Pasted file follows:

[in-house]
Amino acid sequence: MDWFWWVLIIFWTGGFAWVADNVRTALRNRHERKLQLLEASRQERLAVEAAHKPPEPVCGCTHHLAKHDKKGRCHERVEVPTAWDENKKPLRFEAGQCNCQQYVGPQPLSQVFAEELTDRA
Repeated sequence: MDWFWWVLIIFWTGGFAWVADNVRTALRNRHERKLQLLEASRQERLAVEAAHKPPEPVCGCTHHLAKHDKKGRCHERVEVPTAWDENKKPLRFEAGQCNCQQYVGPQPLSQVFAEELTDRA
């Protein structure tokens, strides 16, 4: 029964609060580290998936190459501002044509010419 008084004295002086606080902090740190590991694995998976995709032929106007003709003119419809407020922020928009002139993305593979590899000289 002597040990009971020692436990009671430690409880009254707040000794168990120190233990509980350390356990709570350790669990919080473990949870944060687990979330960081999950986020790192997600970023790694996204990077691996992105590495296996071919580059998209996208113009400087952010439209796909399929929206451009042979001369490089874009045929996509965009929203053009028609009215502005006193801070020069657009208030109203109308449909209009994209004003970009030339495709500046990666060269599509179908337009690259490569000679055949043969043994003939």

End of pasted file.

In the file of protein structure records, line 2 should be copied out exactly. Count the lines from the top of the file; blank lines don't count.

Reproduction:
Amino acid sequence: MDWFWWVLIIFWTGGFAWVADNVRTALRNRHERKLQLLEASRQERLAVEAAHKPPEPVCGCTHHLAKHDKKGRCHERVEVPTAWDENKKPLRFEAGQCNCQQYVGPQPLSQVFAEELTDRA